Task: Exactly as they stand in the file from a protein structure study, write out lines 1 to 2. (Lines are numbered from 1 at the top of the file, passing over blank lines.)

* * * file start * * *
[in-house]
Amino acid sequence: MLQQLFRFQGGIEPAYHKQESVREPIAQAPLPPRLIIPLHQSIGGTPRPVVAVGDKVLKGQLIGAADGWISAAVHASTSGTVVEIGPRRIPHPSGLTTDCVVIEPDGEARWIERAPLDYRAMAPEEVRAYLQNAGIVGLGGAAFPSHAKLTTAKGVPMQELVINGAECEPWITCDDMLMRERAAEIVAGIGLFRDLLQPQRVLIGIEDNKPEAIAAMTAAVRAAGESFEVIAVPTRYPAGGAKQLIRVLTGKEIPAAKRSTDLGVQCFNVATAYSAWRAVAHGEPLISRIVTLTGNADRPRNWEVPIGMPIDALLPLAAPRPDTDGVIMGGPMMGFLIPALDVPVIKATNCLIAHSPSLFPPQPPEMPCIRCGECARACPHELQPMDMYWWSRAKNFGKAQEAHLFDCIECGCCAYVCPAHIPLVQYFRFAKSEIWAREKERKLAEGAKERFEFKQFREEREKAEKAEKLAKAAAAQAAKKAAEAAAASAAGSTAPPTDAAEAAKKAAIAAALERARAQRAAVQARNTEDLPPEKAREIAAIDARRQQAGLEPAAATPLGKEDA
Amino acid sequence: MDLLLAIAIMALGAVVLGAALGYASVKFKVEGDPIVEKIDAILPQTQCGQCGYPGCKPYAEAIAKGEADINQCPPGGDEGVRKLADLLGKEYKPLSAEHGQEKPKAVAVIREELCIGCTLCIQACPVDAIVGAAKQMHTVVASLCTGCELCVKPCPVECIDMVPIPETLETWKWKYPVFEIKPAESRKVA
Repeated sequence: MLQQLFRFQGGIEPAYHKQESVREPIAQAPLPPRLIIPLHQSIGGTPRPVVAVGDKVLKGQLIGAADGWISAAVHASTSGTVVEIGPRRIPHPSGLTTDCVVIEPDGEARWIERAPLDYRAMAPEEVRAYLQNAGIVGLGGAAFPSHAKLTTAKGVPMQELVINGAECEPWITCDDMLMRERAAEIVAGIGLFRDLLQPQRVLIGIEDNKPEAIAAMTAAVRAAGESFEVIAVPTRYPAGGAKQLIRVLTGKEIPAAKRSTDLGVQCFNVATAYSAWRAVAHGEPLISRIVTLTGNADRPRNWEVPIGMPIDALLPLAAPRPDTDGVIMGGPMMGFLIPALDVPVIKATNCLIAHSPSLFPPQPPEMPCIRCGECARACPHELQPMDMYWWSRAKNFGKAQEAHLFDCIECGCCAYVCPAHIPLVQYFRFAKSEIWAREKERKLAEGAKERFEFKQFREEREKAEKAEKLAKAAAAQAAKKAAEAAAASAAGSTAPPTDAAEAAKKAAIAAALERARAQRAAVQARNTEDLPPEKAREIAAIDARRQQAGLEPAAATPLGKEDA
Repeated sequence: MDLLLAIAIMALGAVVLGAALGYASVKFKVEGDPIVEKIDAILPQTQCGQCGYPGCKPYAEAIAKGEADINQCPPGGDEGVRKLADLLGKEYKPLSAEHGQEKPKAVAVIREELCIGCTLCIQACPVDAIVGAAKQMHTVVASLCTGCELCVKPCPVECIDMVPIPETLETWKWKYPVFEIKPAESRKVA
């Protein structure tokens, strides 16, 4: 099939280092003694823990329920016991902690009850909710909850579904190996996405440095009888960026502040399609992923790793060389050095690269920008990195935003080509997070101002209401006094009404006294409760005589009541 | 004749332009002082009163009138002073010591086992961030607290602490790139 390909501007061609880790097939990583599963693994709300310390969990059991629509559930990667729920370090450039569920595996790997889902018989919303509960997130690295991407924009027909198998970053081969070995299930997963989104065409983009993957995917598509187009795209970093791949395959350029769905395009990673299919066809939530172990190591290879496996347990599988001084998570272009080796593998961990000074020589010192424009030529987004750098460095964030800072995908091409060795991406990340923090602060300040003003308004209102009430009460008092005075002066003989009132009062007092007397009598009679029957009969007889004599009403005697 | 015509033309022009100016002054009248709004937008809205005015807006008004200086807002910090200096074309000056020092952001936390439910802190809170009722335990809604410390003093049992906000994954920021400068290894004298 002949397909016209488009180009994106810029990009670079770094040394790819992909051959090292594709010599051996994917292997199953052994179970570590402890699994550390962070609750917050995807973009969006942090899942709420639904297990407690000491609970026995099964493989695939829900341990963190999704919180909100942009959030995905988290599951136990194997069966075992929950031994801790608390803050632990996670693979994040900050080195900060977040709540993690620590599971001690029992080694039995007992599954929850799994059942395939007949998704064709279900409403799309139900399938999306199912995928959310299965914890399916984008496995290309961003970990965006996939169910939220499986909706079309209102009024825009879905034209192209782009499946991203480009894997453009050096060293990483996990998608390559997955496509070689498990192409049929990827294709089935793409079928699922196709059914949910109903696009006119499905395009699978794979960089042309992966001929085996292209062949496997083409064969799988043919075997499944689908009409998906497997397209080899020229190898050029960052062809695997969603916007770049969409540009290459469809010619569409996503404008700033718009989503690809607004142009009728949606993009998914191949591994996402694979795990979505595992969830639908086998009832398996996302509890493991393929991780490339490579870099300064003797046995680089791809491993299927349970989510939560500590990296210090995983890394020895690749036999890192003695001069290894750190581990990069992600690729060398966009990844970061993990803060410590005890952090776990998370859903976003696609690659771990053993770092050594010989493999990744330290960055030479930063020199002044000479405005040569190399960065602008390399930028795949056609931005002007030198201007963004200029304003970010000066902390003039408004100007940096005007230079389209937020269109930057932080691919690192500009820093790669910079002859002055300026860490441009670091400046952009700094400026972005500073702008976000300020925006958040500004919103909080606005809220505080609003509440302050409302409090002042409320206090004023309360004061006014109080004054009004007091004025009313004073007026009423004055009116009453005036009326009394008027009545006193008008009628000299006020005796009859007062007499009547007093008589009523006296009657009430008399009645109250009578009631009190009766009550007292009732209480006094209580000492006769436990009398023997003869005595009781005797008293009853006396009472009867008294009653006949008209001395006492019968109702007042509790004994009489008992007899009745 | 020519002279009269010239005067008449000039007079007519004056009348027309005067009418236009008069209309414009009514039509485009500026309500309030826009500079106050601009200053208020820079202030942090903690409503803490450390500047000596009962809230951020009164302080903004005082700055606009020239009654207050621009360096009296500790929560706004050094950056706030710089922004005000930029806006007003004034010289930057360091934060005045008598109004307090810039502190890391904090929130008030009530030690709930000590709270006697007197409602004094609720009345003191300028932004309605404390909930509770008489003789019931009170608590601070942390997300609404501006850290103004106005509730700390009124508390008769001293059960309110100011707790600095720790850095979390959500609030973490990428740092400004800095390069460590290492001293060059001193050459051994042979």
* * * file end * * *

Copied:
[in-house]
Amino acid sequence: MLQQLFRFQGGIEPAYHKQESVREPIAQAPLPPRLIIPLHQSIGGTPRPVVAVGDKVLKGQLIGAADGWISAAVHASTSGTVVEIGPRRIPHPSGLTTDCVVIEPDGEARWIERAPLDYRAMAPEEVRAYLQNAGIVGLGGAAFPSHAKLTTAKGVPMQELVINGAECEPWITCDDMLMRERAAEIVAGIGLFRDLLQPQRVLIGIEDNKPEAIAAMTAAVRAAGESFEVIAVPTRYPAGGAKQLIRVLTGKEIPAAKRSTDLGVQCFNVATAYSAWRAVAHGEPLISRIVTLTGNADRPRNWEVPIGMPIDALLPLAAPRPDTDGVIMGGPMMGFLIPALDVPVIKATNCLIAHSPSLFPPQPPEMPCIRCGECARACPHELQPMDMYWWSRAKNFGKAQEAHLFDCIECGCCAYVCPAHIPLVQYFRFAKSEIWAREKERKLAEGAKERFEFKQFREEREKAEKAEKLAKAAAAQAAKKAAEAAAASAAGSTAPPTDAAEAAKKAAIAAALERARAQRAAVQARNTEDLPPEKAREIAAIDARRQQAGLEPAAATPLGKEDA